T: So if you're not against piracy directly, how do you help people with digital intellectual property issues?

A: I help them make it difficult for hackers and for that you have to think like them, and it's even better if you're one of them. laughs.

A: Artists need to protect their works, I simply help them fight their profit and royalty leakage, as well as get paid for it, as I have the strategic and tactical knowledge of how to do it, which the know how usually tells you. I also try to make it possible to distinguish which work is the original and which is a vulgar copy, without judging those who use the copies because those who use the copies also make an artist famous and give him a reputation. Many artists use piracy in their favor and many others have not even realized this.

A: For me it is of great importance that it is known which work is original because there are always people who value this and not only for a monetary value, but for its cultural, creative, historical and technical significance. There are many subjective elements and other objectives such as scarcity. It is the difference between a fungible and a non-fungible asset, which is why I am passionate about NFTs.

T: NFTs are a topic that is very fashionable, fortunately.

A: visit my galleries in OpenSea, I can accept any offer. laughs.

T: Does this have a lot to do with cybersecurity?

A: Very much, where there is binary data there can also be cybercrime, in addition to the fact that artists produce digital assets and information and that is where the concept of information security is applied. NFTs are based on cryptocurrencies and cryptocurrencies are based on blockchains with cryptographic algorithms and processes. Almost all the information, promotion and even the works themselves are in the digital world, whether on social networks, on web pages, in posts indexed in Google or on a sales platform.

T: So you help them with strategies and tactics, with negotiations.

A: Yes, also with remediations and even with personal protection in terms of information security, because a famous person or someone with a good income can be a potential target for black hat hackers.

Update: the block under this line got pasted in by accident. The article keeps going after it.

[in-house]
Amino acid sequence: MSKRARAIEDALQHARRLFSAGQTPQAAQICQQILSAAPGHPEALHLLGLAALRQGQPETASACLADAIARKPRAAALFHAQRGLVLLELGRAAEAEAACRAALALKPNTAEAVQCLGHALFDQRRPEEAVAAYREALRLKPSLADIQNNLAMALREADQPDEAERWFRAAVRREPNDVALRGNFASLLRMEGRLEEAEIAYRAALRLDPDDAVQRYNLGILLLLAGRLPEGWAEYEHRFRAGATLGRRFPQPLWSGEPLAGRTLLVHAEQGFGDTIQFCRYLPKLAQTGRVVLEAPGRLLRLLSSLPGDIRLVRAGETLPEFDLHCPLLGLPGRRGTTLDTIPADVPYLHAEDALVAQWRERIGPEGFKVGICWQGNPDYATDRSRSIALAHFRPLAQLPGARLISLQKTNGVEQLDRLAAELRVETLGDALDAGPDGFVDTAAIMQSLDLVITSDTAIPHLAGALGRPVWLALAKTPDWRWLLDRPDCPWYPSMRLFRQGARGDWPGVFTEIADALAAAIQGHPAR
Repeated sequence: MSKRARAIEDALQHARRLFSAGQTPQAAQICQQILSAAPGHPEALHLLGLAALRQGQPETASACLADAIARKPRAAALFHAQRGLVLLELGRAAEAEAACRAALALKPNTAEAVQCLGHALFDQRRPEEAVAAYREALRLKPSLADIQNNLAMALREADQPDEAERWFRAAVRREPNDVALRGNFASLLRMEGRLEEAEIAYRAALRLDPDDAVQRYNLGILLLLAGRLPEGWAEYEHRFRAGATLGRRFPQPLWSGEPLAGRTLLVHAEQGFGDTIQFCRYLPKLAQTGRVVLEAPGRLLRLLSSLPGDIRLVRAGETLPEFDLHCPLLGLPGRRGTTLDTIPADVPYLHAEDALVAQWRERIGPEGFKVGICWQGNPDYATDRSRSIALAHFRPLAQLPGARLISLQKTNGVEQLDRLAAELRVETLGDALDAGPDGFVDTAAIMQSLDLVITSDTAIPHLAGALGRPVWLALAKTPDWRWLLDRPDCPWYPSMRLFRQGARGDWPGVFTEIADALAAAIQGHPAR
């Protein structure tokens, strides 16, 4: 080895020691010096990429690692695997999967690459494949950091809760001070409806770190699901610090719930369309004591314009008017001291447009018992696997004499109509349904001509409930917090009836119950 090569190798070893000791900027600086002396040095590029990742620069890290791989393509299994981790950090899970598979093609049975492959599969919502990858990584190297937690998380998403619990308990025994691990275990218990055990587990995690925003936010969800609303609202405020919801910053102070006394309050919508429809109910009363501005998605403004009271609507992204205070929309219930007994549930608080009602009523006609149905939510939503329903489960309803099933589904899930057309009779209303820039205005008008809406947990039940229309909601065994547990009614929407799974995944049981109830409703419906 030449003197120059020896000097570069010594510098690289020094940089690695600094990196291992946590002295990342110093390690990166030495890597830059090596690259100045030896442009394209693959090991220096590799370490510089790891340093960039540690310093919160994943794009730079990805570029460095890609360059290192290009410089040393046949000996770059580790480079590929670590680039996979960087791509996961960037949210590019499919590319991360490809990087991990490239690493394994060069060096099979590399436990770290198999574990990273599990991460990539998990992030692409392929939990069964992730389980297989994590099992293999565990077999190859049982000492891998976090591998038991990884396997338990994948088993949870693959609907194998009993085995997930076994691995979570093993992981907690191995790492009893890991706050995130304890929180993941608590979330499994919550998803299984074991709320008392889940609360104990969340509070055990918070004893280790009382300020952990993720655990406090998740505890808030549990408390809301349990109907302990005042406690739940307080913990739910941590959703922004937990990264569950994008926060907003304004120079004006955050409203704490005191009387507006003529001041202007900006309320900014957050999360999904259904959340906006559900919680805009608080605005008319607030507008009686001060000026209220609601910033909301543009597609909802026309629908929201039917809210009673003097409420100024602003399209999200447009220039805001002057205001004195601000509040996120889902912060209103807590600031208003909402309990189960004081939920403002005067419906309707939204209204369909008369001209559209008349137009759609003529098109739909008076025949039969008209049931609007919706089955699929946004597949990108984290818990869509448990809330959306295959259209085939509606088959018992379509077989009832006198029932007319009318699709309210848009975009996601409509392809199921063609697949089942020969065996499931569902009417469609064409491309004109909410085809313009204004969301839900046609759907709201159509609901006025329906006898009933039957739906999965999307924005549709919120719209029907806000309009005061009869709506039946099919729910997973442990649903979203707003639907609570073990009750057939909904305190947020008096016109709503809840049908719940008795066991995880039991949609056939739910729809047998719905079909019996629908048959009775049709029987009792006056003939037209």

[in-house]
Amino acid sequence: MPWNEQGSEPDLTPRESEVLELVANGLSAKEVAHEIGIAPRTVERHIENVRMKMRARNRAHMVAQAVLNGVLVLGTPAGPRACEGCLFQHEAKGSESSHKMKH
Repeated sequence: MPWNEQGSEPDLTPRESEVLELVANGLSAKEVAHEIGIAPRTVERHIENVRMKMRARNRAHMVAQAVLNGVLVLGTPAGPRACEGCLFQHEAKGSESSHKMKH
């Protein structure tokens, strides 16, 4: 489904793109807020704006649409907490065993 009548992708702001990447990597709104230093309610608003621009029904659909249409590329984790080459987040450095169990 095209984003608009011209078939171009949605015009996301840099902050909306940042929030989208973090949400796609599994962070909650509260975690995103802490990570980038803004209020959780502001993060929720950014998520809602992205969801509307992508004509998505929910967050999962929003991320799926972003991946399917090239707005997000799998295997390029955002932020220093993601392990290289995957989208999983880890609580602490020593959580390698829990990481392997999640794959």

T: How did you start in ethical hacking? If you can call it that. laughs.

A: It's just like that, it's like the group that's with the Jedi and those on the dark side of the force. laughs.

T: The black hats.

A: That's right.

T: Have you been to the dark side?

A: With chinazo included. laughs.
A: I leave it to your imagination.

Note: Chinazo is a Venezuelan idiom to indicate that a phrase is humorous and has a double meaning that can have a sexual and comical connotation.

T: Information security people are always portrayed as skinny or chubby with a nerdy look, reading glasses and pale. You don't have that aspect, although it is seen that you know a lot about technological issues. You have a certain military demeanor.

A: It is so and in some cases it can be so. I always had an inclination for technology, that's why I studied communications and electronics. My goal was to be a telecommunications engineer and I had stayed at a couple of universities after finishing high school. I studied at the National Guard Captain Pedro María Ochoa Morales de los Teques military high school, I wanted to continue my military career. When I graduated I didn't stay in a military university and opted to experiment with other studies, but the economic situation was not easy and the following year I entered IUMCOELFA, better known as the School of Communications of the Armed Forces. There I learned a bit about communication security and some basic notions about encryption and encryption. I excelled in studies, I was promoted as distinguished but it was a misbehavior as well as multifaceted, because I was also involved in everything that had to do with music. I lived in trouble, to the point that my altercations were always with officers who had express orders not to let me graduate because I had caused some problems in the military prosecutor's office, and they always said that I was going to change the Navy and the National Armed Forces, something that never happened, I graduated and nothing happened.

T: What you tell me is even surreal. I see you and you are all tattooed, you are rebellious and somewhat refined, no one would imagine that you were a military man. I wonder how you managed to graduate?

A: Intelligence does not apply only to studies. I think I did social engineering. laughs.

T: So military life got you into more technology and information security?

A: Maybe yes and maybe no, it is

A: I did internships in the Army's telematics maintenance division, some workshops called DTELMALG. There I learned about radio equipment repair and became fascinated with their frequency hopping and encryption systems, especially the Harris 5000 and Harris 5800 radios. While my peers were focused on learning how to repair, I was into manuals and in the oscilloscope understanding how these secure communications systems will work. When I graduated I took a Marine Corps course and I had a Rambo stuck in my head, I always liked adrenaline. When I arrived at a communications battalion in the Marine Corps, I realized that there were many technological deficiencies and that my career was going to take the direction I did not want, such as commanding troops, setting up a gate guard, the entry tax, going to parades. , talk on the radio with pre-arranged, although I was good at the latter.

T: What is the pre-arranged?